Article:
Los Lobos | Fox Theater | Boulder, CO | 3/29/2014 | Review
Commercial success is a tough concept to toy with for many bands in their breakthrough moment. How do you compromise your stylistic integrity and what you want to play versus what a major record label or mainstream audiences are thought to expect out of pop music? It ruins the authenticity of certain bands willing to make that sacrifice. The braver bands with stronger roots and integrity can withstand such temptations, doing things their own way, and still gaining mainstream popularity and success on their own terms. The shining example of this risky route is longstanding chicano rock band Los Lobos. The Los Angeles based group of Mexican American rockers understood that in order to hold onto their identity as the hybrid Latin Americana style, they needed to keep close to what bred their chemistry to begin with. And forty years later, David Hidalgo (guitar, accordion, vocals), Cesar Rosas (guitar/vocals), Louie Perez (guitar, drums, vocals), Conrad Lozano (bass), Steve Berlin (saxophone, keyboards), and Enrique Gonzalez (drums) continue to create new interesting music while keeping their classics fresh, and maintaining a loyal longstanding tour and fan-base. It’s been decades since their breakthrough record How Will The Wolf Survive, or their true break into stardom with Kiko, yet they still manage to captivate audiences with onstage chemistry and an endearing relationship with the fans.
It’s fascinating to think about how much culturally Los Lobos has bridged between United States and Mexican music. Musìca norteña, the beloved equivalent of classic rock in Mexican culture is extremely underrepresented in our gringo music culture. Yet the U.S. celebrates styles like flamenco and bosa nova. Los Lobos embraces Musìca norteña and fused it seamlessly with good ole’ fashioned Buddy Holly style rock ‘n’ roll. Their mainstream success luckily coincided with a time when big record labels like Warner Brothers took interest in “world music” and wanted to bring the style into pop American music. Decades later, Lobos tours smaller halls and approachable fan favorite festivals all out of the joy of playing. Their 40th anniversary tour reaches far and wide nationally. The band chose the small Fox Theatre on Boulder, Colorado’s University Hill to play their big gig. Humorously but expected, few college students were to be found at the sold out show. Most of the crowd was probably old enough to have seen the band in the late 80s, alongside the Grateful Dead on tour.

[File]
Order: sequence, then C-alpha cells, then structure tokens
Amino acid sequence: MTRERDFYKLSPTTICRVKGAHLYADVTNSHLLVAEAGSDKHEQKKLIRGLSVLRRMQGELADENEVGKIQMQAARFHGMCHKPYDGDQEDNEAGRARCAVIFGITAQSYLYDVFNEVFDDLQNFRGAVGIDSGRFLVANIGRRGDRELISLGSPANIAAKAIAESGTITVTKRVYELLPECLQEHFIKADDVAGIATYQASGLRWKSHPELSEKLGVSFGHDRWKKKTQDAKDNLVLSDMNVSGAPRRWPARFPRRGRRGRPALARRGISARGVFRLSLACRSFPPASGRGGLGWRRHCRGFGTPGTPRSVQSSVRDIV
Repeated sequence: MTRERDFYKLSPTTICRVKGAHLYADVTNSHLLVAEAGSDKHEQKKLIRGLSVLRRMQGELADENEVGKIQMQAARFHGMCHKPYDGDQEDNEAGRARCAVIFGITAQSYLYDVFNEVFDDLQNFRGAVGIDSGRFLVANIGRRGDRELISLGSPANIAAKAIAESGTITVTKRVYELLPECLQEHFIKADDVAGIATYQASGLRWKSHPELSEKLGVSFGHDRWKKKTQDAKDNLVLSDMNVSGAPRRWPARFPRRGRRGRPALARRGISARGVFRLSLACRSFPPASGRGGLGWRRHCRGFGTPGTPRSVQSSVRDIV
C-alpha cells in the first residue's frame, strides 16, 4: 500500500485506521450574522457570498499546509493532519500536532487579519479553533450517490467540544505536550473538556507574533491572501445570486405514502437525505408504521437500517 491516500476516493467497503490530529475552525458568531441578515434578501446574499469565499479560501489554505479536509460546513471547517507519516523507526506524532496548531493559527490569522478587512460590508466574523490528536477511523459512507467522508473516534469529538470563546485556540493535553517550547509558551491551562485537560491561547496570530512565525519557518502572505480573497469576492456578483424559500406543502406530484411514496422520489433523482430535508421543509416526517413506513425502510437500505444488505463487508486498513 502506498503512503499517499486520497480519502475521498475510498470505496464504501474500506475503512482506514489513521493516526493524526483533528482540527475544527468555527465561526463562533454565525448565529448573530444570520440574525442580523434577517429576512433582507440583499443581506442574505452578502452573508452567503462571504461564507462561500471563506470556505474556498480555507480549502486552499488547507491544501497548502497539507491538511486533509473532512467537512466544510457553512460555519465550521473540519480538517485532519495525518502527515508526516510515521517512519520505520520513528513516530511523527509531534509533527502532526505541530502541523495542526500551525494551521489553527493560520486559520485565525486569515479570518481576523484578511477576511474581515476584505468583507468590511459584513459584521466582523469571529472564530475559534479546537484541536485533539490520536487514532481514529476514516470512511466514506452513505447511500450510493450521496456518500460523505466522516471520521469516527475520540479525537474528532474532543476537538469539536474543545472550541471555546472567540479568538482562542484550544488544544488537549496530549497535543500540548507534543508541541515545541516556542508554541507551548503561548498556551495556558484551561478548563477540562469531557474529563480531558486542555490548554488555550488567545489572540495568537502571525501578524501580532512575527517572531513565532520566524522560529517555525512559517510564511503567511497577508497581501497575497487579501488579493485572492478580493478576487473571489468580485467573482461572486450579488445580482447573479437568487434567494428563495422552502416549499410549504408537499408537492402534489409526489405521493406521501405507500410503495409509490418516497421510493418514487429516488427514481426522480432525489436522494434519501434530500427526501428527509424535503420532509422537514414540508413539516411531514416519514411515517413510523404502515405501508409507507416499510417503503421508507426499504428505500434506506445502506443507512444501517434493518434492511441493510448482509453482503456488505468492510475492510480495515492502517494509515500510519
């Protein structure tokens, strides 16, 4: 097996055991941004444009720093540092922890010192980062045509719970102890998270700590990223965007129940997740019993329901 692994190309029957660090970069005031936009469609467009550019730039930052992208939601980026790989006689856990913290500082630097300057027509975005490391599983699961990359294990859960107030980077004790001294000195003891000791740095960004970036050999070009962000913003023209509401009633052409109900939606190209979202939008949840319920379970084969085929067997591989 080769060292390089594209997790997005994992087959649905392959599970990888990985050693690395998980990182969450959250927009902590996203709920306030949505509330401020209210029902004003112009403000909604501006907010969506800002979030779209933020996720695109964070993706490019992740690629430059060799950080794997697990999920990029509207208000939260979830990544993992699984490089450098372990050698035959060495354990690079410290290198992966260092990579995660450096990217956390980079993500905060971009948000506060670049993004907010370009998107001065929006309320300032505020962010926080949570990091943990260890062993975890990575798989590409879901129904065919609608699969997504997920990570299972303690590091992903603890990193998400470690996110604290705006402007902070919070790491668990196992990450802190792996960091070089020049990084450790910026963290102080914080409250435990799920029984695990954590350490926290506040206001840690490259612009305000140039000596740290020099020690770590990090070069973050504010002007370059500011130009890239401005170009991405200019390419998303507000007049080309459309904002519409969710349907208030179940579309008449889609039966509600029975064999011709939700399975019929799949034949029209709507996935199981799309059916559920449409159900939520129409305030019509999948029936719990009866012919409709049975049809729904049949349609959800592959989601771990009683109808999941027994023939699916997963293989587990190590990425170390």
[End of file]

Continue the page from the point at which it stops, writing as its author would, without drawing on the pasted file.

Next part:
The band came onstage with youthful energy and launched into a two-hour concert of classics and covers. Amongst band and audience favorites were originals like “Evangeline,” “Corrido 1”, “Sernata Nortena,” and “Kiko.” We were also treated to a few unexpected covers like The Allman Brothers “One Way Out.” Most boisterous was Cesar Rosas, whose onstage antics, jaunting to stage-edge and feeling the warm embrace of the star struck front row crowd was welcomed warmly. Even more impressive is the versatility of this group of fellas, who know each other musically inside and out. Louie Perez, founding drummer of Lobos, now mainly focused on guitars gave Gonzales a break mid-show to take on drumming for the more traditional Mexican style arrangements. Acoustic and electric, progressive and roots. All at once. If David Hidalgo’s nuanced classic rock guitar work wasn’t impressive enough, his accordion playing, which wasn’t reveled until mid-show, reminded the crowd of his multi-instrumental abilities. Berlin’s saxophone and flute work funkified the band sound even further.
The mature Fox Theatre crowd embraced their favorite Chicano rock band and kept them playing till midnight. It great to know that certain classic rock bands don’t need to sell out and play huge arenas with current top ten chart toppers (though Lobo’s rendition of “La Bamba” was a chart topper in 1987, and many originals were as well) and through-the-roof ticket prices. Hidalgo, Perez, Rosas, Berlin, Lozano, and Gonzalez would rather play to smaller rooms with hotter energy. They truly are living some American Dream, their own way. Colorado loves Los Lobos music and can’t wait to hear more from them as long as they keep it going.